Today’s announcements on the easing of COVID-19 restrictions are a big leap that will finally allow the tourism industry to get back to the business of welcoming guests, according to the industry’s peak body.
The Victoria Tourism Industry Council CEO, Felicia Mariani, welcomed plans to remove the ‘ring of steel’, allow staggered increases of patron numbers in hospitality, and change accommodation rules.
“After nine long months of heartache and struggle brought on by the nation’s harshest lockdown restrictions, Victoria’s tourism industry today received the news that will allow them to start their pathway to recovery,” Ms Mariani said.
“Today’s confirmation that the ‘ring of steel’ will cease to exist from 11.59pm tonight, bringing metropolitan Melbourne and regional Victoria back together as one is what the industry has been waiting for. Regional Victoria needs people from Melbourne travelling across our state to fully kick-start any hope of recovery.”
Ms Mariani welcomed plans for a marketing campaign to encourage intrastate travel, including to bushfire affected regions.
“It is encouraging to hear that Visit Victoria finally has the green light to undertake marketing campaigns to support tourism in our state. We are really going to need that, especially as borders start to open.”
However, VTIC is seeking clarity on what the announcements mean for the events industry.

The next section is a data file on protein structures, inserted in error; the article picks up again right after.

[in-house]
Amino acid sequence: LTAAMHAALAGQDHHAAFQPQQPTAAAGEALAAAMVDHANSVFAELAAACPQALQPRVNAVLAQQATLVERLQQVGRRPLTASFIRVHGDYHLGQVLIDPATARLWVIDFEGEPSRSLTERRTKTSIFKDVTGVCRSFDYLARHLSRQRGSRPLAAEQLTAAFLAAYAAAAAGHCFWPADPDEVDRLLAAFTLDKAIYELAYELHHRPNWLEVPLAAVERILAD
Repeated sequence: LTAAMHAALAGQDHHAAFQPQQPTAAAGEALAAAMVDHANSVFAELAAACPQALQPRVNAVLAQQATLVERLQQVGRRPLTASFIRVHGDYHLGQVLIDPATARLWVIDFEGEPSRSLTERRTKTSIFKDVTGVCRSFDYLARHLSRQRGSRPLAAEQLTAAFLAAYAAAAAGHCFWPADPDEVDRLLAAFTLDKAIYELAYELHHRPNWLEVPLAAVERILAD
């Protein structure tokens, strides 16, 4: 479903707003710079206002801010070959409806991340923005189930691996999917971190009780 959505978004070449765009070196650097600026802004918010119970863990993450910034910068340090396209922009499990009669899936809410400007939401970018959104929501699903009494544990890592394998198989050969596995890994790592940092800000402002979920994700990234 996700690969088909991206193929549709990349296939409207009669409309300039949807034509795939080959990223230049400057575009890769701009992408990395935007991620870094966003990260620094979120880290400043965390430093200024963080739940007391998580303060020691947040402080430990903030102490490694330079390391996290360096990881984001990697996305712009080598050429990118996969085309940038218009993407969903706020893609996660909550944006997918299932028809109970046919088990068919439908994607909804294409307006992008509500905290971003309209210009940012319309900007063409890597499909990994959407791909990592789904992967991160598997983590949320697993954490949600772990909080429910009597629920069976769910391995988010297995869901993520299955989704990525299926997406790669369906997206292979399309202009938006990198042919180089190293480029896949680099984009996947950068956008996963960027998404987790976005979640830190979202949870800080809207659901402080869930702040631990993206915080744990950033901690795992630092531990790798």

“The events sector of our industry has been completely shut down since mid-March, decimating businesses and damaging our reputation as a vibrant event destination. Our enviable calendar of events and festivals, along with our critical business events industry, has been under serious threat. Having no plan for the sector’s reanimation has seen tens of millions of dollars of business exit north to NSW and Queensland,” Ms Mariani said.
“We need a clear plan and timeline for how the events industry can start its revival, so we can fight to retain business here in Victoria, where it belongs.”
National Visitor Survey data to August 2020 released last week by Tourism Research Australia showed that Victoria has lost $8.2 billion in domestic tourism spend between January and August of this year. Victoria has also been the worst affected state in the country with regard to visitor numbers and spend, with declines of 48% and 49% respectively when compared to August 2019.
“These announcements finally provide the industry with hope they can maximise the next few months, providing some level of cushion to set a course for revival,” Ms Mariani said.
“There is still a very long road ahead. From all projections, it will take 3-5 years to get back to where we were at the end of 2019. But today gives our industry the green light to start the journey. We’re in the business of helping our guests to make magical memories. Not being able to do that for the past nine months has been crushing for so many in our sector… today we start again!”